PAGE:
If you shouldn't eat at night, why is there a light in the fridge? It's a joke we may smile at, but losing sleep because you're craving food isn't so funny for those afflicted. Waking up in the middle of the night hungry can quickly take its toll on your wellbeing, so you need a plan to deal with it.
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Here's why you might experience hunger pangs at night, what to do about them and how to prevent them.
Read more: How Bad Is It Really to Eat Carbs Before Bed?
What Causes Nighttime Hunger?
"Waking in the night and experiencing hunger may be caused by alterations in a person's circadian rhythm," says St. Louis, Missouri-based Whitney Linsenmeyer, PhD, RD, registered dietitian, assistant professor of nutrition at Saint Louis University and spokesperson for the Academy of Nutrition and Dietetics.
Under normal circumstances, circadian rhythms prompt hunger in the evening so that we eat enough to sustain an overnight fast, according to the findings of March 2013 research in Obesity.
You might sometimes wake up in the middle of the night feeling hungry, Linsenmeyer says, if you are:
- Not eating enough during daytime hours
- Under stress
Your circadian rhythm — governed by a 24-hour light-dark cycle — can also be disrupted if you travel, work late nights or stare at the blue light of your computer too much, according to the National Institute of General Medical Sciences.
Solutions for Nighttime Hunger
To avoid a rumbling stomach and help prevent nighttime eating, Linsenmeyer says to make sure you eat enough healthy meals throughout the day.
"It's also a good idea to avoid caffeine sources such as coffee, tea and chocolate later in the day, and to exercise earlier in the day to promote quality sleep at night," she says.
And when it comes to your diet, according to an April 2020 review in Nutrients, higher-carb diets, as well as foods with tryptophan, melatonin and phytonutrients (think: cherries), are associated with better quality shut-eye. So, you might want to shift away from keto or similar low-carb diets if you are struggling with sleep issues.
But if you still wake up feeling hungry, Linsenmeyer says the action you take depends on the severity of your symptoms.
"If the experience is infrequent and not causing you significant distress, it can be managed by having a small, nutrient-dense snack and returning to sleep," she says.
More specifically, she says, to help you feel full, the snack should provide:
- Healthy fats
Good examples she suggests include:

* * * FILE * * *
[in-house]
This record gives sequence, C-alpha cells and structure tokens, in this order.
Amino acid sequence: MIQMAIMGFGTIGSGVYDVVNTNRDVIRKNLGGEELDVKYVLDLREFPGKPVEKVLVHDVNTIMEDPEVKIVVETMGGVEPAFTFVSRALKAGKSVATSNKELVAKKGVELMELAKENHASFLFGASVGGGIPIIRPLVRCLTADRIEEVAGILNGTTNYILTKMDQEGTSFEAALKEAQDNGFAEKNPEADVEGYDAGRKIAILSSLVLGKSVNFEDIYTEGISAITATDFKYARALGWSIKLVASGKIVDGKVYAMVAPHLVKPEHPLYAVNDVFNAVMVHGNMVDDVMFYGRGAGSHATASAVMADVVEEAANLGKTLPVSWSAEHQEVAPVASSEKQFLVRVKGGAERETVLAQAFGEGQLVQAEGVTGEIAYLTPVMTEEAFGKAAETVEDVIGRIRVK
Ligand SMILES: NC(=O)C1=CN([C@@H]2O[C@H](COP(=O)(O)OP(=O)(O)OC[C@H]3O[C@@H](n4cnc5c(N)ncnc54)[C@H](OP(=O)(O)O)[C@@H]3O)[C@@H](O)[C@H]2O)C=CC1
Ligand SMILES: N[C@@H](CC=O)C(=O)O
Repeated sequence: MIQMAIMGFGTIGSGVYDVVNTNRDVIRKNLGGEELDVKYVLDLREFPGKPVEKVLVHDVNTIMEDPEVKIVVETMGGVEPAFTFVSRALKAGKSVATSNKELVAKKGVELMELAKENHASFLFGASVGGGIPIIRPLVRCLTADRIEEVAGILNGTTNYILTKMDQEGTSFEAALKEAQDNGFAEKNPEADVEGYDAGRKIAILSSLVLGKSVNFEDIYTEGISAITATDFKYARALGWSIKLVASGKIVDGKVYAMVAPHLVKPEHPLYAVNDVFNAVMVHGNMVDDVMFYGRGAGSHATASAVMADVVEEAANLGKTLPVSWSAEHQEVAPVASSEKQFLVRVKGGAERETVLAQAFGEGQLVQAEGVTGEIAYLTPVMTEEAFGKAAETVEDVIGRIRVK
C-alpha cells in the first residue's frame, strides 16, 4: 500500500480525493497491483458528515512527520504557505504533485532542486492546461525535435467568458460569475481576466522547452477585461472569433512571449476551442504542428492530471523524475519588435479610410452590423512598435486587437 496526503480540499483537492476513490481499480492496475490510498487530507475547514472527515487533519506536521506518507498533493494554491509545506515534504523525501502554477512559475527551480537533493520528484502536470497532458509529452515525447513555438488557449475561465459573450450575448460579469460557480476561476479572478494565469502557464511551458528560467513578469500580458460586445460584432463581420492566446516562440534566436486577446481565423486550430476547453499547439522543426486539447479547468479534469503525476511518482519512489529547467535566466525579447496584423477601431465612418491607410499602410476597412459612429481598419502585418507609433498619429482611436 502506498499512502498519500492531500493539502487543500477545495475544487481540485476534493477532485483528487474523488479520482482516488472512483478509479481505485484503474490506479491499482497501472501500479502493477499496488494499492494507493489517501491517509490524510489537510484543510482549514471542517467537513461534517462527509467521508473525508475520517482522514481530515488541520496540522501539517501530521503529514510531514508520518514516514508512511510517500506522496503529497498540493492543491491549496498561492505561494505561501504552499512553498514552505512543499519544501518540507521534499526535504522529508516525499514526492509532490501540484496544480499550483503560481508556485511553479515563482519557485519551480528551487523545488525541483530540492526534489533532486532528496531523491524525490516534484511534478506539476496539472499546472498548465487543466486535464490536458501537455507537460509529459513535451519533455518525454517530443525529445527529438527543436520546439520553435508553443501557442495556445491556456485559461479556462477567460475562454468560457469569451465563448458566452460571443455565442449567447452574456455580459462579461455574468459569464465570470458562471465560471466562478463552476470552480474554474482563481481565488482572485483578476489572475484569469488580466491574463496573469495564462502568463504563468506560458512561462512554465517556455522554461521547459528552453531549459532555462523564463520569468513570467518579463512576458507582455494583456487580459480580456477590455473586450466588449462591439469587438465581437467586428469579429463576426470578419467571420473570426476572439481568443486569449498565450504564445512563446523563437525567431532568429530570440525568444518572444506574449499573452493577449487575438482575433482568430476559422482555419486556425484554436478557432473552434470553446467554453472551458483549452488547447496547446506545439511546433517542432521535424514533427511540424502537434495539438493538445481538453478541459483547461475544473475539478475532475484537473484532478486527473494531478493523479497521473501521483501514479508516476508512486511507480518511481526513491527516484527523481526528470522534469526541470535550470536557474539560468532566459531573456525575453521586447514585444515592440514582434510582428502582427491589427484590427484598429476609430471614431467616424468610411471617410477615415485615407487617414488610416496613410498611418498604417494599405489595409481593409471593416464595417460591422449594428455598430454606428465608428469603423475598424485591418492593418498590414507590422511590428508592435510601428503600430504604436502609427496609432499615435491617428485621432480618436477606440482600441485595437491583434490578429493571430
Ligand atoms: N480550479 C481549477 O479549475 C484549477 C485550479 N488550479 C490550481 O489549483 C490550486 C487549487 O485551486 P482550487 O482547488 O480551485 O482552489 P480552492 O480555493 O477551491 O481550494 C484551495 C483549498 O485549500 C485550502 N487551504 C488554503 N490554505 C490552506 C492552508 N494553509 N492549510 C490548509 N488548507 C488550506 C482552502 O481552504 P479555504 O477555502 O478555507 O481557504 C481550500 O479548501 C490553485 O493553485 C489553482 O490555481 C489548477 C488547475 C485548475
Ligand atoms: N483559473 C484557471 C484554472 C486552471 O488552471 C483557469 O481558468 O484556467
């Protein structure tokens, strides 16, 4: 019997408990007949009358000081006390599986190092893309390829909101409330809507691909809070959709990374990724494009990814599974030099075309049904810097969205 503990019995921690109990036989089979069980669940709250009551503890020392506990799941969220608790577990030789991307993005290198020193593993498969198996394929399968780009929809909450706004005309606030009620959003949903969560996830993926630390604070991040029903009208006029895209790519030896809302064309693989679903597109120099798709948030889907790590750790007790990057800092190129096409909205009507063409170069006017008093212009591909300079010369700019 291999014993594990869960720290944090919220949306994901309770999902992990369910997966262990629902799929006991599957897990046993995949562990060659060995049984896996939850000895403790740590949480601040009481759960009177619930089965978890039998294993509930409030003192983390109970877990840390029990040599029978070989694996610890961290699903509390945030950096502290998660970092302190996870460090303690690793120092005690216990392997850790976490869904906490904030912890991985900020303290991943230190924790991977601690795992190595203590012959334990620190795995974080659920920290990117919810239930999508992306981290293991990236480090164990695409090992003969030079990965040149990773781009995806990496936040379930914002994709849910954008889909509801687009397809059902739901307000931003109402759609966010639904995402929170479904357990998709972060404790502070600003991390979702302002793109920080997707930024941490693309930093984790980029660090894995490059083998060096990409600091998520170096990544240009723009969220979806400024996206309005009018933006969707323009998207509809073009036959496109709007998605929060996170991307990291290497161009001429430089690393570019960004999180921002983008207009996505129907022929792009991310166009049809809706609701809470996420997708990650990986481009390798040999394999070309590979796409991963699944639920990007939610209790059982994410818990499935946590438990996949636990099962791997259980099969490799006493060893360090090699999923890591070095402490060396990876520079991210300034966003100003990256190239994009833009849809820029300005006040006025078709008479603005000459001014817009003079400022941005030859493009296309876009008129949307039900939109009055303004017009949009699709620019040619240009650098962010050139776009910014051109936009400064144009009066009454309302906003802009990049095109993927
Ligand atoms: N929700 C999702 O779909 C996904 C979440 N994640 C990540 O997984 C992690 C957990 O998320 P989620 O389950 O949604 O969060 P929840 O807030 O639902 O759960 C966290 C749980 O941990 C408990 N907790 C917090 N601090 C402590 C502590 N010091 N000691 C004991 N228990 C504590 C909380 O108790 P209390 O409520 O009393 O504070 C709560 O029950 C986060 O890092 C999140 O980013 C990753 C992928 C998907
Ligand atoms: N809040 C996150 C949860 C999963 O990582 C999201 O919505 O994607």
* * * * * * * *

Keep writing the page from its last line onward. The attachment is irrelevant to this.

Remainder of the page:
- Whole-grain toast spread with peanut butter
- A small bowl of unsweetened nutty muesli with 2 percent milk
- Slices of whole-grain pita dipped into hummus
When to Get Help
"If [waking up hungry] occurs more frequently — twice a week or more — and is causing distress, you should consult with your doctor," Linsenmeyer says.
"A severe form of this experience is referred to as night eating syndrome," she says, "which is characterized by a pattern of consuming a significant portion of one's overall food intake at night, lack of appetite in the morning and the feeling of needing to eat before returning to sleep, among other traits."
And if you do need to seek help, you should not be embarrassed or worried, as night eating syndrome is a recognized condition, classified as an "other specified feeding or eating disorder," according to the National Eating Disorders Association. These types eating behaviors don't meet the full criteria for an eating disorder (such as anorexia nervosa or bulimia), but can still cause significant upset and anguish.
Also, if you have type 1 diabetes, there may be a connection between the condition and waking up hungry. "Patients with type 1 diabetes may experience low blood sugar during the nighttime," Linsenmeyer says.
If this applies to you, "a snack after dinner and before sleep can help to prevent this, but the exact timing of food intake, insulin and other medications should be planned in consultation with a physician and registered dietitian," she says.
Is This an Emergency?
- Whitney Linsenmeyer, PhD, RD, LD, assistant professor of nutrition, Saint Louis University; spokesperson, Academy of Nutrition and Dietetics, Saint Louis, Missouri
- Obesity: “The Internal Circadian Clock Increases Hunger and Appetite in the Evening Independent of Food Intake and Other Behaviors”
- National Institute of General Medical Sciences: “Circadian Rhythms”
- Nutrients: “Effects of Diet on Sleep: A Narrative Review”
- National Eating Disorders Association: “Other Specified Feeding or Eating Disorder”